30 JANUARY 2015 • VOL 347 ISSUE 6221 459
There is a wide opinion gap between scientists and the general public in the United States when it comes to their attitudes about the state of science and science-related policy. According to survey re- sults released this week by the Pew Research Cen- ter, in collaboration with the American Association for the Advancement of Science (AAAS),* when
asked whether U.S. scientific achievements are either
the best or among the world’s
best, only 54% of the public
said “yes,” compared to 92%
of the scientists. Such disparity is alarming because it ultimately affects both science
policy and scientific progress. How can we bridge this
gap? Forget the staged “town
hall” meetings—studies show
that they are not very
effective. What does work is
respectful bidirectional communication, where scientists
truly listen, as well as speak,
to the public.
What accounts for this
large opinion gap? Hot topics such as the safety of eating genetically modified
(GM) foods, the importance
of using animals in scientific
research, the reality of hu-man-caused climate change,
the safety of vaccinations,
and human evolution are
among the issues that cause
substantial disquiet among the public. Most scientists
(88%) said that eating GM foods is generally safe, for example, whereas a mere 37% of the public agreed. Similarly, the 2014 survey reports that the public’s stance on
climate change has become “increasingly contentious,”
as a greater percentage of the public (25% in 2014 versus 11% in 2009) believes that there is no solid evidence
that Earth is getting warmer—a result that is inconsistent
with the broad scientific consensus.
These findings should come as no real surprise, given
increasing public attention to relatively rare events that,
even though infrequent, undermine the public’s trust of
science, such as conflicts of interest, the failure to repli-
cate certain results, or “silly-sounding” grant titles that
imply wasteful spending. Among scientists, life is seen as
being much more difficult than it appeared to be 5 years
ago, when Pew Research conducted a similar survey.
Only 52% of scientists say this is “a good time for science,” down from 76% in 2009. This discouragement is
not surprising either, given the long-standing threats
to research and development funding and the resultant very low success rates for grant proposals.
But complaining about these difficulties does noth-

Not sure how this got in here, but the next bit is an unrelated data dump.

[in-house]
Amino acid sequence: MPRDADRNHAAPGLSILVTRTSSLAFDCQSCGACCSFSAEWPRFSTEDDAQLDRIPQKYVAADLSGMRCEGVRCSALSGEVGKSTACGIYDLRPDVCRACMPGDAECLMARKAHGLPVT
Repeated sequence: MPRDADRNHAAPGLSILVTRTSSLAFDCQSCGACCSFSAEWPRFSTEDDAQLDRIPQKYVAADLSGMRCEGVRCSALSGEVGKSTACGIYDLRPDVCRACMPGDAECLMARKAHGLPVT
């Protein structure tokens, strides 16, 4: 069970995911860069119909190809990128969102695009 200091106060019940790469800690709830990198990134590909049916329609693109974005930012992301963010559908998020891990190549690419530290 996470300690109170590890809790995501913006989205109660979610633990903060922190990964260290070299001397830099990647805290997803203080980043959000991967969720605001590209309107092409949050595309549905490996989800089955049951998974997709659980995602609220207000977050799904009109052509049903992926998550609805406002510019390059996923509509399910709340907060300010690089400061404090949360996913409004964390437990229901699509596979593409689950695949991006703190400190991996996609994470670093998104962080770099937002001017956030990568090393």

ing to improve respect or support for science among
policy-makers or the public.
Speaking up for the importance of science to society is our only hope, and
scientists must not shy away
from engaging with the public, even on the most polarizing science-based topics.
Scientists need to speak
clearly with journalists, who
provide a great vehicle for
translating the nature and
implications of their work.
Scientists should also meet
with members of the public and discuss what makes
each side uncomfortable. In
these situations, scientists
must respond forthrightly
to public concerns. In other
words, there needs to be a
conversation, not a lecture.
The public’s perceptions
of scientists’ expertise and
trustworthiness are very
important, but they are not
enough. Acceptance of scientific facts is not based solely on comprehension levels.
It can be compromised whenever information confronts
people’s personal, religious, or political views, and whenever scientific facts provoke fear or make people feel that
they have no control over a situation. The only recourse is
to have genuine, respectful dialogues with people. Good
venues are community clubs, science museums, science
fairs, and religious institutions. Working with small
groups is more effective than working with large groups.
Fortunately, there is a growing science base to help guide
5 years from now will bear better news.
more effective public engagement of this kind.†
The opinion gap must not be allowed to swell into an
unbridgeable chasm. There is ample opportunity to do
something about the situation now. Hopefully, a survey
– Alan I. Leshner
Bridging the opinion gap
Alan I. Leshner is
the Chief Executive
Ofcer of AAAS
10.1126/science.aaa7477 www.pewinternet.org/2015/01/29/science2015. †B. Fischhoff, D. A. Scheufele, Proc. Natl. Acad. Sci. U.S.A. 111, 13583 (2014).
“Speaking up for the
importance of science to society
is our only hope…”